Tag: K–12

Teachers’ Unions Are Radicalizing Not Educating

 

It is well known that America’s schoolchildren are woefully ignorant of their national history and government. Majorities of young adults no longer feel grateful to be an American, undoubtedly because they fail to comprehend the precious freedoms to which they were born.

So are the teachers’ unions who educate our children concerned about this deplorable situation? Do they have a plan to correct it? You know the answer.

Instead, the National Education Association recently voted to ensure that all American school children are comprehensively taught Critical Race Theory. This is the unscientific notion that white people are inherently, incorrigibly racist and thus America’s foundational values were and are bigotry and racial oppression.

Joe Selvaggi discusses a recently released survey from Pioneer Institute and Emerson Polling, “Massachusetts Residents’ Perceptions of K-12 Education During the Covid-19 Pandemic,” with Emerson’s lead analyst, Isabel Holloway, and Pioneer Institute’s Charlie Chieppo. Read the poll here.

Guests:

Lunch Shaming, Pros and Cons

 

The topic of “lunch shaming” has gathered lots of interest on social media. I’m particularly interested since I sit on my local school board. A quick recap:  the feds fund lunches for families who qualify (just over half of our families with a total student population of just over 1,300 kids, K-12). The rest of the parents can send a lunch or put money into an account with the cafeteria service. An important thing to note is that kids in the lunch line can’t tell if someone else is getting a free meal or not.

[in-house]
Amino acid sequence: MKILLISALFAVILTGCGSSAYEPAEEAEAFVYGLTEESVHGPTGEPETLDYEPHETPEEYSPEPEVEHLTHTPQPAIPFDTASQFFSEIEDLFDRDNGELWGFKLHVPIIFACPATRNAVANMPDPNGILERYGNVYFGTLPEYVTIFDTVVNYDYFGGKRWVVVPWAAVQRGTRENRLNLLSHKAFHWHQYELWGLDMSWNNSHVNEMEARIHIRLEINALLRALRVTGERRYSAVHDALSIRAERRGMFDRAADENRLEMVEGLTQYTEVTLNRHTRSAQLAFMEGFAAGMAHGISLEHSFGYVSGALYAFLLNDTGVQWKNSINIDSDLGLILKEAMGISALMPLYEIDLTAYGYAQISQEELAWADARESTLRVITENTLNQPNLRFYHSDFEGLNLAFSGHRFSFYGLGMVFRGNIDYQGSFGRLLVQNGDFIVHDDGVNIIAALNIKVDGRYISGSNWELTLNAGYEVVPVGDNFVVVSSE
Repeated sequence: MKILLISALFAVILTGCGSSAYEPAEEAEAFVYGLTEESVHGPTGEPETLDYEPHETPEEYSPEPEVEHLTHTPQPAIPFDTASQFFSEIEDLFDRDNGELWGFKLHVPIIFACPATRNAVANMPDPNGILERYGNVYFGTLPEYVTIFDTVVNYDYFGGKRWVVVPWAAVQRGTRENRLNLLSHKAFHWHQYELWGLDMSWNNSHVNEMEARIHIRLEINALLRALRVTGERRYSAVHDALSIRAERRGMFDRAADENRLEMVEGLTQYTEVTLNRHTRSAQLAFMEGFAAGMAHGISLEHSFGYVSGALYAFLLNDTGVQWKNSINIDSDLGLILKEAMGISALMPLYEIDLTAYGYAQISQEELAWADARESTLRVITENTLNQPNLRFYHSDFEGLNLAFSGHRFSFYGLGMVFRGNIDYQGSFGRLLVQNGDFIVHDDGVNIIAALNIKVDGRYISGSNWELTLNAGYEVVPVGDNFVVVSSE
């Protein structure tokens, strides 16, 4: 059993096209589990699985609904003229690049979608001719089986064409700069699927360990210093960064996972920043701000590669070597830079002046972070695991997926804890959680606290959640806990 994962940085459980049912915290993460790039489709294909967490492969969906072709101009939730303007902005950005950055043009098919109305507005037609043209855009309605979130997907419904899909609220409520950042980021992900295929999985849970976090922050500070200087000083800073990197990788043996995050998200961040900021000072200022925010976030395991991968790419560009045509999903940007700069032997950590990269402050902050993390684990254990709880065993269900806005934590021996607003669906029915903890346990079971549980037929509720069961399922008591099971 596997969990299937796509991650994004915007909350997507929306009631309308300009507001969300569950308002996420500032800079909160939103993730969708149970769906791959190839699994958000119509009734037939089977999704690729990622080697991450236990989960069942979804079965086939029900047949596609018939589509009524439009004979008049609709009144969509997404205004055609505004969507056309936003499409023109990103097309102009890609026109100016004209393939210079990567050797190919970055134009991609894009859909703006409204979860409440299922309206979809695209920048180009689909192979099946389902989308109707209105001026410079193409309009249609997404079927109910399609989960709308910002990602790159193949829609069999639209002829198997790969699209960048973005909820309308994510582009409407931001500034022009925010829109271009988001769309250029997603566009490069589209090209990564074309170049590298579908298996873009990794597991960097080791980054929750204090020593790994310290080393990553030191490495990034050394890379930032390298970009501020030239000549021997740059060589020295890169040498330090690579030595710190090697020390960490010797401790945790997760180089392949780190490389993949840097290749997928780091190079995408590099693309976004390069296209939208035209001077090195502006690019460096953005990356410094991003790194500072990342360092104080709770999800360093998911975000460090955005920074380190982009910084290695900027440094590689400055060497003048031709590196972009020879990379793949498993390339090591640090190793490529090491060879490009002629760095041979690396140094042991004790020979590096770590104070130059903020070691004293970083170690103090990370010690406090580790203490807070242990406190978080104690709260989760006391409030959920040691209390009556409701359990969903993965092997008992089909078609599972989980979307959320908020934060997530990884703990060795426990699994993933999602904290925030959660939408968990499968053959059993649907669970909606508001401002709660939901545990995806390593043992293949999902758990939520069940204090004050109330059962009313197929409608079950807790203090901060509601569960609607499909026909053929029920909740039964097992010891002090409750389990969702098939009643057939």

Some other factors: if the free meal population reaches a high enough threshold, the school can provide all meals for free at federal expense. During the summer, the feds fund free meals for entire families. This is a program of which I suspect most people are completely unaware.

When $63 Million Doesn’t Buy Working Toilets

 

When 450 students arrived at Anacostia High School in the District of Columbia’s southeast neighborhood on April 4, they found that few of the sinks or toilets were functioning and the cafeteria was flooded. They were advised by the Department of General Services to use the facilities at a middle school two blocks away until repairs could be completed.

Exasperated teachers organized an impromptu, hour-long walkout to protest, which is why this particular dysfunction made the news. A casual reader might note the plumbing fiasco and chalk it up to neglect of poor students and poor neighborhoods. That is the interpretation urged by DC Council Member Trayon White, Sr. who attended the walkout and declared that “The students and teachers need support from the leaders of the city because of the constant neglect happening at Anacostia.”

But it’s far from so simple. The District of Columbia has one of the worst performing public school systems in the country. It is also one of the most generously funded. Anacostia High School itself received a $63 million renovation in 2013. According to the DC school’s website, the project included “Full modernization and renovation of the existing high school using an adaptive re-use approach. Modernization . . . included; exterior restoration, roofing, systems replacement, ADA improvements, phased occupancy, technology enhancements, and sustainable design initiatives.” But not, it seems, working toilets.

Recorded on July 24, 2017
With schools in session across the country, Hoover senior fellow Paul Peterson details this year’s survey of American education by Education Next. Among the more notable results: teachers are wary of their colleagues’ performance; parents are increasingly dissatisfied with charter schools.

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